Chest x-rays are the first step in detecting aortic dissection. X-rays show a widened aorta in 90% of people with symptoms. However, this finding may be due to other disorders. Computed tomography (CT) done after injecting a radiopaque dye can quickly and reliably detect aortic dissection and thus is useful in an emergency. Standard or transesophageal echocardiography (see Echocardiography and Other Ultrasound Procedures) can also reliably detect aortic dissections, even very small ones.
Without treatment, about 75% of people who have an aortic dissection die within the first 2 weeks. With treatment, about 70% who have dissection of the first part of the aorta and about 90% of those who have dissection of the aorta farther from the heart survive to leave the hospital. About 60% of people who survive the first 2 weeks are still alive 5 years after treatment, and 40% live at least 10 years. Of people who die after the first 2 weeks, about one third die of complications of the dissection, and the other two thirds die of other disorders.
People with an aortic dissection are admitted to an intensive care unit, where their vital signs (pulse, blood pressure, and rate of breathing) are closely monitored. Death can occur a few hours after an aortic dissection begins. Therefore, as soon as possible, drugs, usually nitroprusside plus a beta-blocker, are given intravenously to reduce the heart rate and blood pressure to the lowest level that can maintain a sufficient blood supply to the brain, heart, and kidneys. The lower heart rate and blood pressure help limit the spread of the dissection. Soon after drug therapy begins, doctors must decide whether to recommend surgery or to continue drug therapy without surgery.
Doctors almost always recommend surgery for dissections that involve the first few inches of the aorta closest to the heart, unless complications of the dissection make the risk of surgery too high. For dissections farther from the heart, doctors usually continue drug therapy without surgery. However, surgery is necessary if the dissection causes the artery to leak blood, blocks the blood supply to the legs or to vital organs in the abdomen, causes symptoms, is enlarging, or occurs in a person with Marfan syndrome. In specialized major medical centers, the risk of death during surgery is about 15% for aortic dissections close to the heart and is somewhat higher for those farther away (because the risk of complications is higher).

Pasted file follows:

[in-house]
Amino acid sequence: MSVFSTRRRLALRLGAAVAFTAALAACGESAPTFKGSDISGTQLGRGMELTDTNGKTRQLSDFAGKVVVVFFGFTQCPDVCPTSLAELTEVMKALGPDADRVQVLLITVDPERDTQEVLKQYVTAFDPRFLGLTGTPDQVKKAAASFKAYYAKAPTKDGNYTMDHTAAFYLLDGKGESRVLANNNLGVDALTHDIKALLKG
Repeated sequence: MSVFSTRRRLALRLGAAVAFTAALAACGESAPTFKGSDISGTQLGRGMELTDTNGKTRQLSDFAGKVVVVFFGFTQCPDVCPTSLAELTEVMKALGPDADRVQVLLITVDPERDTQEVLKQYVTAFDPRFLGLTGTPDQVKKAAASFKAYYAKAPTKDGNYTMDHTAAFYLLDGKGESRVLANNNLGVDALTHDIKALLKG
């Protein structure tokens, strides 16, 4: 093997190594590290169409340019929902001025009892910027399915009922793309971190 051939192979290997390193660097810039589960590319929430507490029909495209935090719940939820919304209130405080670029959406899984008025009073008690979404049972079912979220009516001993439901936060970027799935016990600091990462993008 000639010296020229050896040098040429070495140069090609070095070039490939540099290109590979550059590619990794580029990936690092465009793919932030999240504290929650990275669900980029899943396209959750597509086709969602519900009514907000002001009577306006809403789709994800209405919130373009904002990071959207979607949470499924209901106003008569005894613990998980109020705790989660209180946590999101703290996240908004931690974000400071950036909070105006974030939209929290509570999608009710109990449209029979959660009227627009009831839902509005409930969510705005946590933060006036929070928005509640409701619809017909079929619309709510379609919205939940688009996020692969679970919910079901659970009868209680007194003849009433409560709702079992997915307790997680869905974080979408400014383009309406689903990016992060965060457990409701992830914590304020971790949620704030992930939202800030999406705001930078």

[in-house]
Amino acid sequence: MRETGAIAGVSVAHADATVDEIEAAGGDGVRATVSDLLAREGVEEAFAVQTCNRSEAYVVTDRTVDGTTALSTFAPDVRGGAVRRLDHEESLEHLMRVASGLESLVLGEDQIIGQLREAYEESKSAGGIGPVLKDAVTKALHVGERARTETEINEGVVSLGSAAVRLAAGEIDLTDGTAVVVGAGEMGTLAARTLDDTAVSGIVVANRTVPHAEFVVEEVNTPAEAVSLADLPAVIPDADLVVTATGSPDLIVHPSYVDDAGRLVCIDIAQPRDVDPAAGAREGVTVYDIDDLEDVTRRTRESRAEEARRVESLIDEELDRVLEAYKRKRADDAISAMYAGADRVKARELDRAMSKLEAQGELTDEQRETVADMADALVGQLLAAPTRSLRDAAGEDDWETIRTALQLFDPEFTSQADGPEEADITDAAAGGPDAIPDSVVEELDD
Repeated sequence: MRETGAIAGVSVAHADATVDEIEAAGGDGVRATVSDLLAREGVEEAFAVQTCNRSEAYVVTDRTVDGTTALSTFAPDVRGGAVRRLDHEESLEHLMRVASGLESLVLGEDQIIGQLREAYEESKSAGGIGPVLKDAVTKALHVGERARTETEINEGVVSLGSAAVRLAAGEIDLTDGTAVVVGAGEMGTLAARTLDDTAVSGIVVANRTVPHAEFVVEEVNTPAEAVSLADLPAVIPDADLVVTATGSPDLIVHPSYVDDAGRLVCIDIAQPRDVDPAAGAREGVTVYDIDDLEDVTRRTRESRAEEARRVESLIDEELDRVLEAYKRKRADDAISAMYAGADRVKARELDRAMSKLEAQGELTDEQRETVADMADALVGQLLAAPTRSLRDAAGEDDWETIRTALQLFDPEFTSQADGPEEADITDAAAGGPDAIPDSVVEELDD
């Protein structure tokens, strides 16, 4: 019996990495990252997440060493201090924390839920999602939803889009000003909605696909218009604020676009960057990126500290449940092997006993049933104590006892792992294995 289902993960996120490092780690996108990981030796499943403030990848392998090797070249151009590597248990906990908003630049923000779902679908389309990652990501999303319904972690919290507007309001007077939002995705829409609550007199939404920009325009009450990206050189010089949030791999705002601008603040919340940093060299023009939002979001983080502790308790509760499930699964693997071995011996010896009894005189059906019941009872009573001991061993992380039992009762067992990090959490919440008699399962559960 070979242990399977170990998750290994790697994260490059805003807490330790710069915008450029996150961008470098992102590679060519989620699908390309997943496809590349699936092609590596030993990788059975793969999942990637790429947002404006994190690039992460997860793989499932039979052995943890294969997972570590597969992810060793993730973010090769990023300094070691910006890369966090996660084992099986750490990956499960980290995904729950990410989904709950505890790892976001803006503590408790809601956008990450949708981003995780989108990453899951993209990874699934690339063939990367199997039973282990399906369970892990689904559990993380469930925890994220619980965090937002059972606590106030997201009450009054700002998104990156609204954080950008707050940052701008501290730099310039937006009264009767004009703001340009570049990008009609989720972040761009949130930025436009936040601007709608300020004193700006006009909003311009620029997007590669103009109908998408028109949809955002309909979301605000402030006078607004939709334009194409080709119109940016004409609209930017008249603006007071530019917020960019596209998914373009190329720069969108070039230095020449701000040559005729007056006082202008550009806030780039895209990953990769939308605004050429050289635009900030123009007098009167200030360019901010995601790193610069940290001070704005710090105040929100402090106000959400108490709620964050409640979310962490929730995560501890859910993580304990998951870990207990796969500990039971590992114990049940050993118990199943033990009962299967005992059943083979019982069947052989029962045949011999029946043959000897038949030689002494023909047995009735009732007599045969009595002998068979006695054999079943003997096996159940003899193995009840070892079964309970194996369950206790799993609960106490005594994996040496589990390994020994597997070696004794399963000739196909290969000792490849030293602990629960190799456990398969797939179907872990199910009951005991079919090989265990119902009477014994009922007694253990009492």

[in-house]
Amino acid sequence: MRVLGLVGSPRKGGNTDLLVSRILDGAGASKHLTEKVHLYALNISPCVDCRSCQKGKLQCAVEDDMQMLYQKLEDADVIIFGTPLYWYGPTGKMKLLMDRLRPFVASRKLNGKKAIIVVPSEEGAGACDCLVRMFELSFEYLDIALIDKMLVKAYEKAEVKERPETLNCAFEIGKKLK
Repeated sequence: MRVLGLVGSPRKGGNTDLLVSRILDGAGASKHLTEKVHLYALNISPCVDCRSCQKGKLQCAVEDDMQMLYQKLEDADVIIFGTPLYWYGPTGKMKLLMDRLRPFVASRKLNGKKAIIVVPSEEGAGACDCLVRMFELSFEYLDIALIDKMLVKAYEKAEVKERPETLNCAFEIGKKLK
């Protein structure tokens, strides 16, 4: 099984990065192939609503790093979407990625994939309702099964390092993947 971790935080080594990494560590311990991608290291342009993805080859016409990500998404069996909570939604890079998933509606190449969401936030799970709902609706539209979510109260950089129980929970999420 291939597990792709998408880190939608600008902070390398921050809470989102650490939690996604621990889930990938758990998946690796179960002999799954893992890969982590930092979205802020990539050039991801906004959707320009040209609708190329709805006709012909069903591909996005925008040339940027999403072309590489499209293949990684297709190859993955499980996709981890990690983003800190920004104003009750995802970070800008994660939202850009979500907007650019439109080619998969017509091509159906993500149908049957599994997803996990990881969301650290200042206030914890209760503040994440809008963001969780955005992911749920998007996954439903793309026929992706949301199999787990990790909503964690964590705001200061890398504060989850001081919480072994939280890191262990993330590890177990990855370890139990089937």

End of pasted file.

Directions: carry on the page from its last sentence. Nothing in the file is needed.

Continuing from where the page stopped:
During surgery, surgeons remove the largest possible area of dissected aorta, close the false channel between the middle and outer layers of the aorta’s wall, and rebuild the aorta with a synthetic graft. If the aortic valve is leaking, surgeons repair or replace it. Removal and repair of a dissected aorta usually takes 3 to 6 hours, and the hospital stay is usually 7 to 10 days. Newer endovascular stent-grafts can be inserted through tubes (catheters) inserted into the blood vessels in the groin in some people. This procedure takes 2 to 4 hours, and the hospital stay is usually 1 to 3 days.
All people who have an aortic dissection, including those treated surgically, have to take drug therapy to keep their blood pressure down, usually for the rest of their lives. Such therapy helps reduce stress on the aorta. Drug therapy usually consists of a beta-blocker or calcium channel blocker plus another antihypertensive drug such as an angiotensin-converting enzyme (ACE) inhibitor (see ). Cholesterol-lowering drugs and diet modification are used if the person has atherosclerosis.
Doctors watch closely for late complications. The most important are another dissection, development of aneurysms in the weakened aorta, and increasing leakage backward through the aortic valve. Any of these complications may require surgical repair.